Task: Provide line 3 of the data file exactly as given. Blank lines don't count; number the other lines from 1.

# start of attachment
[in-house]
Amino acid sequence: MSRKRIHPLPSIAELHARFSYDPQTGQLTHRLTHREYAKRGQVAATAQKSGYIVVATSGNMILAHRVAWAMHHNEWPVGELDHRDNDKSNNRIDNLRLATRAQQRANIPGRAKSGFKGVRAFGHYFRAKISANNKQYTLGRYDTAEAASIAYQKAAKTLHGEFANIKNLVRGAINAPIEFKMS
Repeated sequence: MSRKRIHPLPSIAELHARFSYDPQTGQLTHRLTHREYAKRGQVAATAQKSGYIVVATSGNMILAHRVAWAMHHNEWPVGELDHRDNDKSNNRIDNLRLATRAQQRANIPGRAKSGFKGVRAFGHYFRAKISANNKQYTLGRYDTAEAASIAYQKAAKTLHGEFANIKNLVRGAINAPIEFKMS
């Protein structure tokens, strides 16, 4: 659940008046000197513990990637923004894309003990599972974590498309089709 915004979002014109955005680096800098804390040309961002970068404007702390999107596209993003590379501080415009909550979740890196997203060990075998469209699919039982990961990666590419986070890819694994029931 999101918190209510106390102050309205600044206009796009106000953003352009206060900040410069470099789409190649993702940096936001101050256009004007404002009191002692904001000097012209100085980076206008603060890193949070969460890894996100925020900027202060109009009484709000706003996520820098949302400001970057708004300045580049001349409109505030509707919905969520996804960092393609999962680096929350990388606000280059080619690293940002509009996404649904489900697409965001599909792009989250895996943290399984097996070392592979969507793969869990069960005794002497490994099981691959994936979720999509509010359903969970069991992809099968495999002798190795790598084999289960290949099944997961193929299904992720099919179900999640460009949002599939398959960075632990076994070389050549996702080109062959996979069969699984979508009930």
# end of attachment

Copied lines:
Repeated sequence: MSRKRIHPLPSIAELHARFSYDPQTGQLTHRLTHREYAKRGQVAATAQKSGYIVVATSGNMILAHRVAWAMHHNEWPVGELDHRDNDKSNNRIDNLRLATRAQQRANIPGRAKSGFKGVRAFGHYFRAKISANNKQYTLGRYDTAEAASIAYQKAAKTLHGEFANIKNLVRGAINAPIEFKMS